Half of Nurses at Eden Medical Center Refuse To Wear Electronic Locator Devices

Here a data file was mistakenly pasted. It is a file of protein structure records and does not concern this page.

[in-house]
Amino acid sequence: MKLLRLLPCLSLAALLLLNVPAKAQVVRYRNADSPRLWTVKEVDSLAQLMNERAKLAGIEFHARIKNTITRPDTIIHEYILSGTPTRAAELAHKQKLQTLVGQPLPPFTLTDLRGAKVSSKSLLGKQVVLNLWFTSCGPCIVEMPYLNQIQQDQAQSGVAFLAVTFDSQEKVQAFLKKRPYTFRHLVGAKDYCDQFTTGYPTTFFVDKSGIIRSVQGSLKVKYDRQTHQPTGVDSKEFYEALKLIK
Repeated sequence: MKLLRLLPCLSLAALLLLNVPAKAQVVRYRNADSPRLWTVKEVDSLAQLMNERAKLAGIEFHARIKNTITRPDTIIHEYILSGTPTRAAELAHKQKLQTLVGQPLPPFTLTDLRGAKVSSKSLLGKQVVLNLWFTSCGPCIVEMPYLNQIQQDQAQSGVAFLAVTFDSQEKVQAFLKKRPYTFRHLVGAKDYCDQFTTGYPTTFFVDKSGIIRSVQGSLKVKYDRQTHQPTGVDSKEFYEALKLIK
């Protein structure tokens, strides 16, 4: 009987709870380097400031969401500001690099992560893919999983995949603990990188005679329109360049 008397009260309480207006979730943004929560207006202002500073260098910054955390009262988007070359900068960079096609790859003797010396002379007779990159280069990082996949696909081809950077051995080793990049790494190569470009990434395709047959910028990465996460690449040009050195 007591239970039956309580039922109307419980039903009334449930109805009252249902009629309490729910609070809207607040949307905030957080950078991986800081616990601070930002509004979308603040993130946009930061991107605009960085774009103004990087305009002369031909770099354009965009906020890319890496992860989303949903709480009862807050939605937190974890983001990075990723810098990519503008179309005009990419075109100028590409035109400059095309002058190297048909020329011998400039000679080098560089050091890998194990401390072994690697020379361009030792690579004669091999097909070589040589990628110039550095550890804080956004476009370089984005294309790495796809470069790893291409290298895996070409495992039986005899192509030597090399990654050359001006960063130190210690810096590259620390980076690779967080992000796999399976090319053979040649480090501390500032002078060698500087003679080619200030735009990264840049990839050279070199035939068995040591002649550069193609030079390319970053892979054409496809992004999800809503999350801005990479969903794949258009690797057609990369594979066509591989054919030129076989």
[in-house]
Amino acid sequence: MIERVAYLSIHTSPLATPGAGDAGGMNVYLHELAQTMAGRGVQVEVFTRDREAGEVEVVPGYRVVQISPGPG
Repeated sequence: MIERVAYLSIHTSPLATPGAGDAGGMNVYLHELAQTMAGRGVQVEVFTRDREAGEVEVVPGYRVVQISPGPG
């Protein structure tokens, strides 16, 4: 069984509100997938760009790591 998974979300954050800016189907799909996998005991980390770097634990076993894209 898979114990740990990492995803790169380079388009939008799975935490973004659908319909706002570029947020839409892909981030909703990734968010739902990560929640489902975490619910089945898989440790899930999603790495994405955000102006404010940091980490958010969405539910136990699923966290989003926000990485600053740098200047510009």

About half of the nurses required to wear electronic badges as part of a nurse location system at Eden Medical Center in Castro Valley refused to wear them this week, the San Jose Mercury News reports. About 60 Eden nurses no longer wear the personal locator devices, which the hospital uses to track the location of nurses and monitor their response times to patient calls, according to the Mercury News. Nurses objected to the badges because they said that the hospital can use the devices to listen to their conversations through an intercom feature. In addition, nurses have raised concerns that managers can use information from the devices against them in disciplinary cases. "You don't need a Big Brother looking over your shoulder," Annette Bearden, an Eden nurse who has refused to wear the device, said. However, hospital administrators said that they do not use the badges to listen to nurse conversations and that they only the devices to record nurse response time, which the hospital has tracked in the past (Reang, San Jose Mercury News, 9/6). In addition, Eden administrators said that nurse response times and patient satisfaction have improved since the hospital implemented the system (Tate, Contra Costa Times, 9/6). "This system allows the nurse to receive the call immediately and respond quickly," Cassandra Phelps, an Eden spokesperson, said, adding, "The whole point of this was patient satisfaction." The hospital implemented the $275,000 system on two floors in October, and administrators plan to expand the system to a third floor (San Jose Mercury News, 9/6). "This is where technology is going, and there is no turning back," Phelps said (Contra Costa Times, 9/6).This is part of the California Healthline Daily Edition, a summary of health policy coverage from major news organizations. Sign up for an email subscription.